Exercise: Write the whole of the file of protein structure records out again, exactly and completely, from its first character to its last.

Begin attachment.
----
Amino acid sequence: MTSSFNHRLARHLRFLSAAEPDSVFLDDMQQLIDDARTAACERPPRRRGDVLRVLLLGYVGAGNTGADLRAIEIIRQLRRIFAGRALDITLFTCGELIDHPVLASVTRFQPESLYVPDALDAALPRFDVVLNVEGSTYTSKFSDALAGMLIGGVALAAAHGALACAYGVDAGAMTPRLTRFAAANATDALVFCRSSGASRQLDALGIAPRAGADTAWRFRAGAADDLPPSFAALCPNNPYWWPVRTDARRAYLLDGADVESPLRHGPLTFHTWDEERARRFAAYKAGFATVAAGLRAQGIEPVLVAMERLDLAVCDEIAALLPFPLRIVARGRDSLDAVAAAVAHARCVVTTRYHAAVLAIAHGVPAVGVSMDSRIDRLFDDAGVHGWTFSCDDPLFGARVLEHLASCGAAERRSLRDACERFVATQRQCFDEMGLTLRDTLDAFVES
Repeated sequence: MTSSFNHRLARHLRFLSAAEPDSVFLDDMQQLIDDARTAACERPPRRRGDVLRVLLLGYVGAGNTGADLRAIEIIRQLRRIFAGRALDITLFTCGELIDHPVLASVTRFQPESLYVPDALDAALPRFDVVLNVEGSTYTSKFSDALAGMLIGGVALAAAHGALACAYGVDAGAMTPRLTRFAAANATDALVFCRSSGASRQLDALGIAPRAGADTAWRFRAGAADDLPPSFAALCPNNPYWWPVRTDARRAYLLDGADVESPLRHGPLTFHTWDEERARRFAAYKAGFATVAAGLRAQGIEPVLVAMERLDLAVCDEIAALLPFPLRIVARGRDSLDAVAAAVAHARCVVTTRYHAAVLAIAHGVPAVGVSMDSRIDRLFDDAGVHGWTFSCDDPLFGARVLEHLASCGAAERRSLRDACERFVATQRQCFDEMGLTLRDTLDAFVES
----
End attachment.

Amino acid sequence: MTSSFNHRLARHLRFLSAAEPDSVFLDDMQQLIDDARTAACERPPRRRGDVLRVLLLGYVGAGNTGADLRAIEIIRQLRRIFAGRALDITLFTCGELIDHPVLASVTRFQPESLYVPDALDAALPRFDVVLNVEGSTYTSKFSDALAGMLIGGVALAAAHGALACAYGVDAGAMTPRLTRFAAANATDALVFCRSSGASRQLDALGIAPRAGADTAWRFRAGAADDLPPSFAALCPNNPYWWPVRTDARRAYLLDGADVESPLRHGPLTFHTWDEERARRFAAYKAGFATVAAGLRAQGIEPVLVAMERLDLAVCDEIAALLPFPLRIVARGRDSLDAVAAAVAHARCVVTTRYHAAVLAIAHGVPAVGVSMDSRIDRLFDDAGVHGWTFSCDDPLFGARVLEHLASCGAAERRSLRDACERFVATQRQCFDEMGLTLRDTLDAFVES
Repeated sequence: MTSSFNHRLARHLRFLSAAEPDSVFLDDMQQLIDDARTAACERPPRRRGDVLRVLLLGYVGAGNTGADLRAIEIIRQLRRIFAGRALDITLFTCGELIDHPVLASVTRFQPESLYVPDALDAALPRFDVVLNVEGSTYTSKFSDALAGMLIGGVALAAAHGALACAYGVDAGAMTPRLTRFAAANATDALVFCRSSGASRQLDALGIAPRAGADTAWRFRAGAADDLPPSFAALCPNNPYWWPVRTDARRAYLLDGADVESPLRHGPLTFHTWDEERARRFAAYKAGFATVAAGLRAQGIEPVLVAMERLDLAVCDEIAALLPFPLRIVARGRDSLDAVAAAVAHARCVVTTRYHAAVLAIAHGVPAVGVSMDSRIDRLFDDAGVHGWTFSCDDPLFGARVLEHLASCGAAERRSLRDACERFVATQRQCFDEMGLTLRDTLDAFVES